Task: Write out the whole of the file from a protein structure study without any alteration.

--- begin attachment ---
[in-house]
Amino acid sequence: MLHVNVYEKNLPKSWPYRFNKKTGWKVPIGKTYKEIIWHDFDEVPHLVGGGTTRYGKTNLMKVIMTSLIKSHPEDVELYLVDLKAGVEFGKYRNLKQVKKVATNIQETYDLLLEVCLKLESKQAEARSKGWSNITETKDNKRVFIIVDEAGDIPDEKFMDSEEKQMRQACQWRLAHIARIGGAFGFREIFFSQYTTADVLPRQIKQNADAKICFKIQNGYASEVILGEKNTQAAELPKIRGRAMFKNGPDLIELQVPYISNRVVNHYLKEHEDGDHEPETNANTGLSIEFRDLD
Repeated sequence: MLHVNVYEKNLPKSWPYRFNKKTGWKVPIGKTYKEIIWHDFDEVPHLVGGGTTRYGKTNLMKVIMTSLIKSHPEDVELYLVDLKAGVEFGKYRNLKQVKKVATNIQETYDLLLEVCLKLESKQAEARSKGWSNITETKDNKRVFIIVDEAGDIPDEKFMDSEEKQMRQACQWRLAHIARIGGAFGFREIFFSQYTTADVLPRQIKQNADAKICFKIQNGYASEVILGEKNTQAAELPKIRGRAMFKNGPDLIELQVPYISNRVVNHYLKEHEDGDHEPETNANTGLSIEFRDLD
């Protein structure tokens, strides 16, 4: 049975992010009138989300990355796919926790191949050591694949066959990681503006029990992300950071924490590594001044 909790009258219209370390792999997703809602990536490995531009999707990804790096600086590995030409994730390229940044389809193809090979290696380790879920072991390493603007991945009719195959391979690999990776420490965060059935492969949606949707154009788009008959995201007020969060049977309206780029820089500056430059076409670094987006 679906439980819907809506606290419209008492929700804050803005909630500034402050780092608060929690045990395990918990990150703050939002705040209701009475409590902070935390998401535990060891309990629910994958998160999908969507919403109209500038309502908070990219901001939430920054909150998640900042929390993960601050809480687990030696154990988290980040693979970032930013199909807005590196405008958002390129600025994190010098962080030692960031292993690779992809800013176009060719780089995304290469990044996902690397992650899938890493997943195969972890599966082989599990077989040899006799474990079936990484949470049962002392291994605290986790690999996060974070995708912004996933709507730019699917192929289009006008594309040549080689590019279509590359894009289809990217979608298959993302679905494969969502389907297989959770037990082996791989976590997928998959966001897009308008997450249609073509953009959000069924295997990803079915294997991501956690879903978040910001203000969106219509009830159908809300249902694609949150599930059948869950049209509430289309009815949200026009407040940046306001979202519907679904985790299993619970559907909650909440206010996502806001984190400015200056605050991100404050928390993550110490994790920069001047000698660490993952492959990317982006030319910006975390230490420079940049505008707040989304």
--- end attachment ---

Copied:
[in-house]
Amino acid sequence: MLHVNVYEKNLPKSWPYRFNKKTGWKVPIGKTYKEIIWHDFDEVPHLVGGGTTRYGKTNLMKVIMTSLIKSHPEDVELYLVDLKAGVEFGKYRNLKQVKKVATNIQETYDLLLEVCLKLESKQAEARSKGWSNITETKDNKRVFIIVDEAGDIPDEKFMDSEEKQMRQACQWRLAHIARIGGAFGFREIFFSQYTTADVLPRQIKQNADAKICFKIQNGYASEVILGEKNTQAAELPKIRGRAMFKNGPDLIELQVPYISNRVVNHYLKEHEDGDHEPETNANTGLSIEFRDLD
Repeated sequence: MLHVNVYEKNLPKSWPYRFNKKTGWKVPIGKTYKEIIWHDFDEVPHLVGGGTTRYGKTNLMKVIMTSLIKSHPEDVELYLVDLKAGVEFGKYRNLKQVKKVATNIQETYDLLLEVCLKLESKQAEARSKGWSNITETKDNKRVFIIVDEAGDIPDEKFMDSEEKQMRQACQWRLAHIARIGGAFGFREIFFSQYTTADVLPRQIKQNADAKICFKIQNGYASEVILGEKNTQAAELPKIRGRAMFKNGPDLIELQVPYISNRVVNHYLKEHEDGDHEPETNANTGLSIEFRDLD
């Protein structure tokens, strides 16, 4: 049975992010009138989300990355796919926790191949050591694949066959990681503006029990992300950071924490590594001044 909790009258219209370390792999997703809602990536490995531009999707990804790096600086590995030409994730390229940044389809193809090979290696380790879920072991390493603007991945009719195959391979690999990776420490965060059935492969949606949707154009788009008959995201007020969060049977309206780029820089500056430059076409670094987006 679906439980819907809506606290419209008492929700804050803005909630500034402050780092608060929690045990395990918990990150703050939002705040209701009475409590902070935390998401535990060891309990629910994958998160999908969507919403109209500038309502908070990219901001939430920054909150998640900042929390993960601050809480687990030696154990988290980040693979970032930013199909807005590196405008958002390129600025994190010098962080030692960031292993690779992809800013176009060719780089995304290469990044996902690397992650899938890493997943195969972890599966082989599990077989040899006799474990079936990484949470049962002392291994605290986790690999996060974070995708912004996933709507730019699917192929289009006008594309040549080689590019279509590359894009289809990217979608298959993302679905494969969502389907297989959770037990082996791989976590997928998959966001897009308008997450249609073509953009959000069924295997990803079915294997991501956690879903978040910001203000969106219509009830159908809300249902694609949150599930059948869950049209509430289309009815949200026009407040940046306001979202519907679904985790299993619970559907909650909440206010996502806001984190400015200056605050991100404050928390993550110490994790920069001047000698660490993952492959990317982006030319910006975390230490420079940049505008707040989304």